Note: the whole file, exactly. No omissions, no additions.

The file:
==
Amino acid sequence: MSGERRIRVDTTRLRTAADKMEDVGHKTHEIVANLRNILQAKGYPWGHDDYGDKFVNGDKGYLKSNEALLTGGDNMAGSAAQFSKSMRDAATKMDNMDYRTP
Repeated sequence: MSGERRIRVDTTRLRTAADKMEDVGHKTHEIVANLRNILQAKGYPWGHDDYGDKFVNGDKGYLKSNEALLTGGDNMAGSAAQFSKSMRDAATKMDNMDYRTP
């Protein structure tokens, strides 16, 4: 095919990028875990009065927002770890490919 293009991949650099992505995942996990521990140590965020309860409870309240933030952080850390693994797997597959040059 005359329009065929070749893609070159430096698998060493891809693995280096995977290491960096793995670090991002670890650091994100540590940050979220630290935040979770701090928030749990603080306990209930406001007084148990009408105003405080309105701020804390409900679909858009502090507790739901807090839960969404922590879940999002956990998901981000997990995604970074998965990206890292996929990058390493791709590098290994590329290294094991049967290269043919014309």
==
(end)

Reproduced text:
Amino acid sequence: MSGERRIRVDTTRLRTAADKMEDVGHKTHEIVANLRNILQAKGYPWGHDDYGDKFVNGDKGYLKSNEALLTGGDNMAGSAAQFSKSMRDAATKMDNMDYRTP
Repeated sequence: MSGERRIRVDTTRLRTAADKMEDVGHKTHEIVANLRNILQAKGYPWGHDDYGDKFVNGDKGYLKSNEALLTGGDNMAGSAAQFSKSMRDAATKMDNMDYRTP
């Protein structure tokens, strides 16, 4: 095919990028875990009065927002770890490919 293009991949650099992505995942996990521990140590965020309860409870309240933030952080850390693994797997597959040059 005359329009065929070749893609070159430096698998060493891809693995280096995977290491960096793995670090991002670890650091994100540590940050979220630290935040979770701090928030749990603080306990209930406001007084148990009408105003405080309105701020804390409900679909858009502090507790739901807090839960969404922590879940999002956990998901981000997990995604970074998965990206890292996929990058390493791709590098290994590329290294094991049967290269043919014309």